All posts tagged ‘CAS’

File Under: Web Standards

Like CSS? Then You Might One Day Enjoy ‘Cascading Attribute Sheets’

But maybe Cascading Attribute Sheets can. Image: Noah Sussman/Flickr

Cascading Stylesheets are awesome, why not take the same idea and apply it to HTML attributes?

That’s the question the W3C’s WebApps Working Group has been pondering ever since Tab Atkins Jr., a Google representative at the W3C, proposed an entirely new web language — Cascading Attribute Sheets, or CAS for short.

Atkins proposes that CAS use more or less the same syntax as CSS, but apply the concept to HTML attributes. The key difference, which limits CAS slightly, but which would keep it speedy, is that CAS would run once, when the element is added to the page, with no dynamic changes after the fact.

Here’s how CAS would work in practice: first, you would include a link to your CAS file using a <script> tag. Then, assuming you have a video tag on your page, you might do something like this in your CAS:

 

video {
    preload: metadata;
}

These lines would add the preload attribute to all your video tags and set the value to metadata. What if you want to target just the video tags inside your main content container? No problem, just use the same selector nesting you’d use in CSS:

#content video {
    preload: auto;
}

This would target only video tags inside the #content container, this time setting the preload attribute to auto.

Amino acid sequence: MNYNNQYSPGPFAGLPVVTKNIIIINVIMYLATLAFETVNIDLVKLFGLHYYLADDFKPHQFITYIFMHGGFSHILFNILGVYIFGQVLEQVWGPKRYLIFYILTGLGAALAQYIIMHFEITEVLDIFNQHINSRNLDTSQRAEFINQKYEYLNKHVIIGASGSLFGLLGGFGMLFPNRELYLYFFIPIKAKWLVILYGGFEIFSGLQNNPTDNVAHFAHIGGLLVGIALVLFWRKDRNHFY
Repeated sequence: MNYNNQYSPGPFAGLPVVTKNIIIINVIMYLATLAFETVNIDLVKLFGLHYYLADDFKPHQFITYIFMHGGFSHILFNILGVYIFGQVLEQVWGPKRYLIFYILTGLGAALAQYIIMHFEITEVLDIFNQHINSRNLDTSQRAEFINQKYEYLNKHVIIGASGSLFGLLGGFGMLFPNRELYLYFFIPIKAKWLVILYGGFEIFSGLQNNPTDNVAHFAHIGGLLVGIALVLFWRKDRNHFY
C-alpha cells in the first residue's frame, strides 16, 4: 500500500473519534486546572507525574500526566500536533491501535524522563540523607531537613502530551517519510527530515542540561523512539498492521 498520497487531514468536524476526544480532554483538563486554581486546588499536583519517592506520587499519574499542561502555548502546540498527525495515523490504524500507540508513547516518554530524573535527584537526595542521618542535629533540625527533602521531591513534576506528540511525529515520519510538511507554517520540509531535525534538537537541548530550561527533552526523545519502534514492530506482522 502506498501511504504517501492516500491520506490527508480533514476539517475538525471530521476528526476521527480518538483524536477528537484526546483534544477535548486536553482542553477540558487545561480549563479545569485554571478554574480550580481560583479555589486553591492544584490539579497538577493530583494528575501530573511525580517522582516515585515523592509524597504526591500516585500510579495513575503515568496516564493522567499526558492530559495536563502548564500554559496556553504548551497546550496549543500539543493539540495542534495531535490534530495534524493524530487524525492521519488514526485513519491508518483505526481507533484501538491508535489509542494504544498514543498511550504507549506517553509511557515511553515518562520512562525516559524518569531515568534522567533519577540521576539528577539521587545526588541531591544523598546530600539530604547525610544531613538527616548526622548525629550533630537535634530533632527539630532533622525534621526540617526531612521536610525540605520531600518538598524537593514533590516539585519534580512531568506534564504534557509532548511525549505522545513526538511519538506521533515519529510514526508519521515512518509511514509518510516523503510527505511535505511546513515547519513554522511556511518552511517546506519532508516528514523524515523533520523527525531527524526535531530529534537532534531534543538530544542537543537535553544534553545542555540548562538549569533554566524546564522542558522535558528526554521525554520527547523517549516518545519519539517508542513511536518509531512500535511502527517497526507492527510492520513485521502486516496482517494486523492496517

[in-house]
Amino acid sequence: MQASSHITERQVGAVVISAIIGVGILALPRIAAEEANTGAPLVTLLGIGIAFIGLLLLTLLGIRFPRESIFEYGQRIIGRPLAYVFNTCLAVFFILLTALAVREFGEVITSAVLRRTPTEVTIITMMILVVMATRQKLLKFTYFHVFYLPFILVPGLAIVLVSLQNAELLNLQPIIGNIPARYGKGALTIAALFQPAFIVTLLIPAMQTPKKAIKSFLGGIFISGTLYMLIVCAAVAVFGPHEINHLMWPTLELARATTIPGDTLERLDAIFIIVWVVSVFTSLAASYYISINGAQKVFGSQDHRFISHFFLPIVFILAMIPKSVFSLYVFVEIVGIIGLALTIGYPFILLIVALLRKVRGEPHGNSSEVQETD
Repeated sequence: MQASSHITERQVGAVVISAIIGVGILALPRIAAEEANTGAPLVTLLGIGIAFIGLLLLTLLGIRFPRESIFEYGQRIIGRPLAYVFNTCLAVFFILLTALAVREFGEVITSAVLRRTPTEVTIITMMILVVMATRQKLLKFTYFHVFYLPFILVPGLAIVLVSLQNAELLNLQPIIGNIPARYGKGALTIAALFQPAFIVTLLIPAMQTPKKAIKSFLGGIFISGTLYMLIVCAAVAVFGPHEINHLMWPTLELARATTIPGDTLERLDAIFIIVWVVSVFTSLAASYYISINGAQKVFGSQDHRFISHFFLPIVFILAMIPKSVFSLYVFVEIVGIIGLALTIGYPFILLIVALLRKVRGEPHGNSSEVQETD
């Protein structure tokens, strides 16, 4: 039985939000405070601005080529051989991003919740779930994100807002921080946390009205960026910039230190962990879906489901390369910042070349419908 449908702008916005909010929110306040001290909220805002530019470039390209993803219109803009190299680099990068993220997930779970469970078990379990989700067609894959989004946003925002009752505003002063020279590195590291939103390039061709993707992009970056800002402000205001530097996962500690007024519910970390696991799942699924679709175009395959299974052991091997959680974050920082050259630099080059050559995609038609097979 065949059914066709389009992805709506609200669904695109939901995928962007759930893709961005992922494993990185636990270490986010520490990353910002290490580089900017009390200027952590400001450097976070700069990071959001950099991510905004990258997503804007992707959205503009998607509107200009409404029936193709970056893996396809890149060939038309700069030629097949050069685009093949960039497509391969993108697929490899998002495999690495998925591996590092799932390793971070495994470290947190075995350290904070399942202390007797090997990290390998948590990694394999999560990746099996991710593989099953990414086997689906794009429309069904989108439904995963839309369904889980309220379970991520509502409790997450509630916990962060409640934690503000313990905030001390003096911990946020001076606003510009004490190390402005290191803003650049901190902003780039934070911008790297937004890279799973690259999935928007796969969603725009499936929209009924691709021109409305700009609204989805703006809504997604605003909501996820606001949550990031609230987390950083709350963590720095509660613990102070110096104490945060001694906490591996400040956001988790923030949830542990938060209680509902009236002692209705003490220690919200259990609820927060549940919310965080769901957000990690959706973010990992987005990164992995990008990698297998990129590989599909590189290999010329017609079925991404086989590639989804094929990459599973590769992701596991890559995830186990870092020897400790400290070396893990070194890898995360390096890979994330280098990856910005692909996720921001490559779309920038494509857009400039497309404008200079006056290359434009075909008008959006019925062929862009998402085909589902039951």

To make CAS as simple as possible for both browser makers and developers it would very closely mirror CSS. “In the place where CSS normally has a property name, CAS allows any attribute name,” writes Atkins on the W3C mailing list. For an attribute value CAS allows “any single token, such as a number, identifier or string.” In theory this would allow CAS to reuse the browser’s CSS parser, limiting the amount of work necessary to get browsers to support CAS.

Atkins hopes that “by reusing the CSS parser and restricting all the expensive parts of CSS (dynamicness, remembering where a value came from, etc.), I can pull the bar down low enough for this to make it… It is just sugar, but it’s useful sugar, as evidenced by the fact that people keep trying to push content attributes into CSS.”

However, Maciej Stachowiak, an Apple representative at the W3C, questions whether or not CAS would work with WebKit’s CSS parser writing, “I doubt we would be able to actually reuse the CSS parser, at least at the code level, at least for WebKit.”

Whether or not Atkins’ proposal is ever accepted, or if browsers would ever support it, remains to be seen, but now that the tantalizing idea has been planted in our heads we’re really hoping it catches on. For more on the fate of CAS and some discussion of its potential inner workings, have a look at the full thread on the W3C mailing list.